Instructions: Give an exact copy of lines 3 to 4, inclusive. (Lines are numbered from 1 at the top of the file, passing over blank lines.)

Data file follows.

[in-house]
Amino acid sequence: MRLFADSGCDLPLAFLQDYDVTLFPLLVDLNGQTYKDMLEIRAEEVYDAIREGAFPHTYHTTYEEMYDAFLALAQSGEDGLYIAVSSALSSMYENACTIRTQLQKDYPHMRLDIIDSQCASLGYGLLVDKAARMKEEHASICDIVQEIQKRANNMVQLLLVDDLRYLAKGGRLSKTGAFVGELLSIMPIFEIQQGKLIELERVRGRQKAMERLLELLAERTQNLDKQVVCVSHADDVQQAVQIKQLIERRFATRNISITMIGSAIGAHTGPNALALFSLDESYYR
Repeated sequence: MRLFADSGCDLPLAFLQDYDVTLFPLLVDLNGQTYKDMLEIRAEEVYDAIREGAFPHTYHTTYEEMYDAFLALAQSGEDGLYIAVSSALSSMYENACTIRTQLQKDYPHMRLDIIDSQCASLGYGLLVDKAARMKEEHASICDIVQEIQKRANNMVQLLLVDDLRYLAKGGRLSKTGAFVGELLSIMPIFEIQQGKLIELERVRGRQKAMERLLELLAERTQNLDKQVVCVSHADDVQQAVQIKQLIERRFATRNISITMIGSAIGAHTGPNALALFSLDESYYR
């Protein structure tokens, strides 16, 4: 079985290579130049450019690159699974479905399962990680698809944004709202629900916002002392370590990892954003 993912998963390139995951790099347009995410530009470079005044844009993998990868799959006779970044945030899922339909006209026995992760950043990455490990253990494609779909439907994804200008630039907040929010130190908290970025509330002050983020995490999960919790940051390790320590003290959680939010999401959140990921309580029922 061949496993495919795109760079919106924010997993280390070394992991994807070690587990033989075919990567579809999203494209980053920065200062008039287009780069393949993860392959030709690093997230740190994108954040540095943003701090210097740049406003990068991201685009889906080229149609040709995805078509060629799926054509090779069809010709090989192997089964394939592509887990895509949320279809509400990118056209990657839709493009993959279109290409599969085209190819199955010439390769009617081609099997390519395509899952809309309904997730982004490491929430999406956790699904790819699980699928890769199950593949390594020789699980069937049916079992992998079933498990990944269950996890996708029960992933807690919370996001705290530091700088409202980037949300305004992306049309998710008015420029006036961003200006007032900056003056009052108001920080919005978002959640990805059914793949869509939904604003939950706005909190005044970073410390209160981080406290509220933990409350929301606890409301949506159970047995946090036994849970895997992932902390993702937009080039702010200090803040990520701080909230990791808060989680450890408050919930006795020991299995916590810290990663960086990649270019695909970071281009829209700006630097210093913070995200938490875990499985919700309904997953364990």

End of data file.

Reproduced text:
Repeated sequence: MRLFADSGCDLPLAFLQDYDVTLFPLLVDLNGQTYKDMLEIRAEEVYDAIREGAFPHTYHTTYEEMYDAFLALAQSGEDGLYIAVSSALSSMYENACTIRTQLQKDYPHMRLDIIDSQCASLGYGLLVDKAARMKEEHASICDIVQEIQKRANNMVQLLLVDDLRYLAKGGRLSKTGAFVGELLSIMPIFEIQQGKLIELERVRGRQKAMERLLELLAERTQNLDKQVVCVSHADDVQQAVQIKQLIERRFATRNISITMIGSAIGAHTGPNALALFSLDESYYR
């Protein structure tokens, strides 16, 4: 079985290579130049450019690159699974479905399962990680698809944004709202629900916002002392370590990892954003 993912998963390139995951790099347009995410530009470079005044844009993998990868799959006779970044945030899922339909006209026995992760950043990455490990253990494609779909439907994804200008630039907040929010130190908290970025509330002050983020995490999960919790940051390790320590003290959680939010999401959140990921309580029922 061949496993495919795109760079919106924010997993280390070394992991994807070690587990033989075919990567579809999203494209980053920065200062008039287009780069393949993860392959030709690093997230740190994108954040540095943003701090210097740049406003990068991201685009889906080229149609040709995805078509060629799926054509090779069809010709090989192997089964394939592509887990895509949320279809509400990118056209990657839709493009993959279109290409599969085209190819199955010439390769009617081609099997390519395509899952809309309904997730982004490491929430999406956790699904790819699980699928890769199950593949390594020789699980069937049916079992992998079933498990990944269950996890996708029960992933807690919370996001705290530091700088409202980037949300305004992306049309998710008015420029006036961003200006007032900056003056009052108001920080919005978002959640990805059914793949869509939904604003939950706005909190005044970073410390209160981080406290509220933990409350929301606890409301949506159970047995946090036994849970895997992932902390993702937009080039702010200090803040990520701080909230990791808060989680450890408050919930006795020991299995916590810290990663960086990649270019695909970071281009829209700006630097210093913070995200938490875990499985919700309904997953364990």